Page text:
In partnership with LGU-Tabaco. community-based. Build the capacity of key stakeholders as well as individual. target coastal communities and the Project History 59 . as well as rebuild the island’s ravaged natural habitat and transform this into disaster-resilient and selfsustaining communities.The Philippines now ranks as the world’s fourth most disaster-prone country due to the increasing trend of natural disasters affecting the country in recent years. These activities were conducted with people’s organizations. Disseminate results of the action research for adoption and replication by other LGUs and disaster coordinating councils and organizations. community and institutions in participatory risk and vulnerability assessment and DRR and CCA planning for integration into the local development plan. PRRM and LGU-Tabaco adopted a participatory. and 3. Enhance the awareness of key stakeholders – the LGU. government efforts to reduce poverty and improve health and education in consonance with the Millennium Development Goals of the United Nations will be effective only if there are parallel efforts to address disaster risks associated with destructive natural disasters and extreme climatic events. There was an urgent need to restore lost livelihood and assets. which rendered them more vulnerable to future disasters. Albay is one of the provinces gravely affected by natural calamities every year. Reducing the vulnerability of these affected communities to natural disaster is the most appropriate strategy in enabling them to cope with global climate change. forest cover and livelihood. In 2006. This effort allowed the transformation of these communities from vulnerability to disaster/climate resilience for the long term. people’s organizations and local communities – in DRR and CCA to foster a culture of safety and resilience. multistakeholder approach in DRR and CCA assessment and planning. the province was hit by two typhoons. 2. The affected households and communities including San Miguel in Tabaco City became even poorer. Down the road. Project Description Project Objectives 1. Milenyo and Reming. PRRM developed a program intended to integrate disaster risk reduction and climate change into the local development plan. as well as a volcanic eruption that left thousands of families homeless and damaged billions of pesos’ worth of infrastructure.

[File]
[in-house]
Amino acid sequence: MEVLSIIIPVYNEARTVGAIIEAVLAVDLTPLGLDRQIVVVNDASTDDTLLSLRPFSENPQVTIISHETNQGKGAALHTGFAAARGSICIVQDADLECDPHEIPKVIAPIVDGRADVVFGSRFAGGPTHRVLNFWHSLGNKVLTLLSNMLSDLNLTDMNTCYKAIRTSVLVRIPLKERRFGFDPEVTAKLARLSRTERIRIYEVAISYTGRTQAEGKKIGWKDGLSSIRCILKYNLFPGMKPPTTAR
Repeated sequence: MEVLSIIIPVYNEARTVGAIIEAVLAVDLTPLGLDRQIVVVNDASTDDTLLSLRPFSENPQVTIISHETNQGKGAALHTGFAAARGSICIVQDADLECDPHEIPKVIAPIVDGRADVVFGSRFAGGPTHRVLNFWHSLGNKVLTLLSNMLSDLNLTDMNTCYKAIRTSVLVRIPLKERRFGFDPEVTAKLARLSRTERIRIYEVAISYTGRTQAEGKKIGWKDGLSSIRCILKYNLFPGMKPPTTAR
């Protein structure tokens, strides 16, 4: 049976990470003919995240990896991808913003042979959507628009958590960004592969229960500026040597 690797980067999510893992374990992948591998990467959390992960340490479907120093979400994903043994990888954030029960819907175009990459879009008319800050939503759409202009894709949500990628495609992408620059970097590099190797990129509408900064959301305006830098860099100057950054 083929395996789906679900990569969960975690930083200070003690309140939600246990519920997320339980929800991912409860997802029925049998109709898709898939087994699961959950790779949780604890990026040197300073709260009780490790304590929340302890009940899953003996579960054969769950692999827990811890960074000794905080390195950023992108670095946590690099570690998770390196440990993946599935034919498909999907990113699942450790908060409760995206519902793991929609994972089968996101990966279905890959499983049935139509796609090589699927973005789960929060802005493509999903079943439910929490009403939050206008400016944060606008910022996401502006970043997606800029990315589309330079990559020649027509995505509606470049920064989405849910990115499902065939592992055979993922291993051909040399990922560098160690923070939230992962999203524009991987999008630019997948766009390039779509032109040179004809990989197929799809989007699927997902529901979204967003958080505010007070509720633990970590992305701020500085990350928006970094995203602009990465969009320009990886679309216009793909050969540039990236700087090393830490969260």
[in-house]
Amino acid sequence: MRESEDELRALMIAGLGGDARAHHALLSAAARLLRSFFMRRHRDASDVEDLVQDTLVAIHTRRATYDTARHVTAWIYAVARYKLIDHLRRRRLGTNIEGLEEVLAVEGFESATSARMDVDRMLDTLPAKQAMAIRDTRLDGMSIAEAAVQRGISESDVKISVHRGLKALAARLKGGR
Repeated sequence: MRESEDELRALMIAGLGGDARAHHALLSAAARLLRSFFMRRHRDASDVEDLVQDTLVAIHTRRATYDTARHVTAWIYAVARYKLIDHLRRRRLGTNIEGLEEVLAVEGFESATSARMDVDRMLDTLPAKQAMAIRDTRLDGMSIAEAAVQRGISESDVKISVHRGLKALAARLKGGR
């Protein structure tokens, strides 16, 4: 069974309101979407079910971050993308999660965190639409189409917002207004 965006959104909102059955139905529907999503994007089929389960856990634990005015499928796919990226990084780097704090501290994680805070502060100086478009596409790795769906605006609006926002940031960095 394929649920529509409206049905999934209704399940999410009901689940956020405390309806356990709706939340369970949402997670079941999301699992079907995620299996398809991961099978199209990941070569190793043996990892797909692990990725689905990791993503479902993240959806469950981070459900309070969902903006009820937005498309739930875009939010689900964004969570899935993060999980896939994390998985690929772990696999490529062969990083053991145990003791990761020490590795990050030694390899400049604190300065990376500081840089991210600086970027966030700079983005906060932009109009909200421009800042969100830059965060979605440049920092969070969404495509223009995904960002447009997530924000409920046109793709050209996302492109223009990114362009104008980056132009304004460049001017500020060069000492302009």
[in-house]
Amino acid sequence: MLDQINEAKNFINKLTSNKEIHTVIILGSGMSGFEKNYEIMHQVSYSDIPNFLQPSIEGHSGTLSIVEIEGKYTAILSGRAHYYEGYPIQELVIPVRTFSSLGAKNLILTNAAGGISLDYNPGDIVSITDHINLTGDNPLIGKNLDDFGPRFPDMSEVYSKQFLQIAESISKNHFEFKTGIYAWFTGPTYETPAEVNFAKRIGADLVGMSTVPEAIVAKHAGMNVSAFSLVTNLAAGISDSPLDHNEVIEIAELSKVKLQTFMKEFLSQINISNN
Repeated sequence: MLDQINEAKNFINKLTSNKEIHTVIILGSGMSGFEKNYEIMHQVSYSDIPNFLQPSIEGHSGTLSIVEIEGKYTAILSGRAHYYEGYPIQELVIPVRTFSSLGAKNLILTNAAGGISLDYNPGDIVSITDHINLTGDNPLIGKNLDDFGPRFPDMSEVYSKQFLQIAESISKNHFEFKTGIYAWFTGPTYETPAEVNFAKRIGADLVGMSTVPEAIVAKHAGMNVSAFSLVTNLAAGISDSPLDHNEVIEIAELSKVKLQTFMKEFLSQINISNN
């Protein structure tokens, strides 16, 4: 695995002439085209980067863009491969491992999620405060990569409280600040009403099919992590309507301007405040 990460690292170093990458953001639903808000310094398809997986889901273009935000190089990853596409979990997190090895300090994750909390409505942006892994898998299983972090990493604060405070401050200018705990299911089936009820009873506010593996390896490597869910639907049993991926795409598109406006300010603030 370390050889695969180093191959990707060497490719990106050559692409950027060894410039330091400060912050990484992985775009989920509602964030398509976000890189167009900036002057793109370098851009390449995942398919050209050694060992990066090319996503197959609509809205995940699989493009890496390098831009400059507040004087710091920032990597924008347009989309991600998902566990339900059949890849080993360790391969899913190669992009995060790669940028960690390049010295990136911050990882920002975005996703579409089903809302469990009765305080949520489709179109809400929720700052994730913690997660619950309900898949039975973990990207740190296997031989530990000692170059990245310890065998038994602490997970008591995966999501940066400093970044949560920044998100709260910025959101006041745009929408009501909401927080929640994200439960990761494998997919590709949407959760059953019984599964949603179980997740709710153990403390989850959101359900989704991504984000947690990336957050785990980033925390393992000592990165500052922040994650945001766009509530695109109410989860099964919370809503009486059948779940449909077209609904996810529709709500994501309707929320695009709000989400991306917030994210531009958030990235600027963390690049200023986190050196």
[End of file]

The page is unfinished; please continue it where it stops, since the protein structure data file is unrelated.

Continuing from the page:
a Memorandum of Understanding (MOU) that laid down the following priority projects for the year 2009 was signed by the city government of Tabaco. Water System • Comprehensive water system plan for San Miguel Island • Need for external fund sourcing 2. the Albay provincial government. The process can be classified divided into five phases: • • • • • Phase 1: Preliminary Activities (1 month) Phase 2: Literature Review and Data Gathering (1. Research Duration The whole project covered total of 12 months.5 months) Phase 3: Module Development and Implementation (4 months) Phase 4: Advocacy for Integration of DRR/CCA into Local Development Planning Processes (2. Livelihood Skills Training • Alternative livelihood training in partnership with Technical Education Skills and Development Authority (TESDA) • On-the-job (OJT) assistance after a series of trainings to acquire accreditation and potential livelihood from TESDA 3.5 months) Phase 5: Report Preparation and Dissemination of Research Results (3 months) Project Results During the validation workshop. representatives of five barangays of San Miguel Island. Sanitary Toilet Facilities • Installation of 690 sanitary toilets for households/families currently without these • Rebuilding of 891 sanitary toilets for households with unsafe toilets 60 .barangay councils in the five villages of San Miguel Island from January 2008 to January 2009. broken down into nine months of action research and three months of dissemination and documentation. PRRM and donor partners: 1.